By Caleb Elliott and Gaige Winchester
Becoming acclimated with retirement isn’t always easy. Most find a hobby or spend more time with family or friends.
Mr. Todd Trehearne and Mr. Kip Omstead, two retired teachers from Delta High School, were trying to do just this when they received a familiar phone call.
This phone call was from principal Mr. Chris Conley, asking them to start the school year teaching at Delta again.
Before Trehearne retired, he made sure to tell Conley that if he were to ever need him, just to call.
This year, Dr. Lance Brand, a former science teacher, decided to take on a new role being the assistant director of technology. After he left, Mr. Adam Lennon was slated to move into his room and teach higher level science classes, leaving a biology opening.
When Trehearne received the call, however, he only agreed to return for one semester as his wife had just retired and he wanted to spend time with her.
As for now, he’s all in on teaching biology. He said what he loves most about being in the classroom is interacting with students.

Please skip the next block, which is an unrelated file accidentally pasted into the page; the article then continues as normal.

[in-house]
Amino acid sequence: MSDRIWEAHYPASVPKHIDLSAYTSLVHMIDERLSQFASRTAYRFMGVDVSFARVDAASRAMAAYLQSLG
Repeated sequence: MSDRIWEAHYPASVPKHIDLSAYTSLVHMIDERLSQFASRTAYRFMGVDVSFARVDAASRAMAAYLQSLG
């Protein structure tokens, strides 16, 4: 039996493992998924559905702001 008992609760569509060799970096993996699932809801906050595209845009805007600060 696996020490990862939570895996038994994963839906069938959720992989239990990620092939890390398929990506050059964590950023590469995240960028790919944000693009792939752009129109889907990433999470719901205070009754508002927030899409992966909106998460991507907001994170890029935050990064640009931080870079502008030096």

“I tried to build relationships even when I was subbing,” Trehearne said. “When you’re teaching, however, there’s just a flow.”
The other teacher who returned this semester was former English teacher Mr. Omstead. He previously taught senior English at the high school for more than 40 years, but has changed to teaching freshmen this year.
“I think it will be different,” Omstead said. “The ninth graders act like freshmen, but that’s not their fault. They just have to be taught differently.”
When Omstead received the call to come back and teach it was a no-brainer. “It’ll be nice seeing all of the faculty again,” Omstead said. “The secretaries are wonderful; they run the whole show.”
For now, Omstead is set to only fill in for English teacher Mrs. Taylor Lennon, who is currently on maternity leave, for the first nine weeks. In the meantime, Omstead is trying to soak it all in before she returns.
“It was what I did here for 42 years, and I kind of missed it. As I get older my brain starts to age, and I’d like to keep it fresh,” Omstead said. ”I’d also like to use the money to do nice things for my granddaughter.”
Conley believed what separated these candidates from the others was the quality and familiarity of these teachers. With both Trehearne and Omstead being in the building the last couple of years subbing has helped them stay in the loop.
“The fact that they are good at what they do, are very familiar with us, and were willing to come back made it an easy decision for us,” Conley said.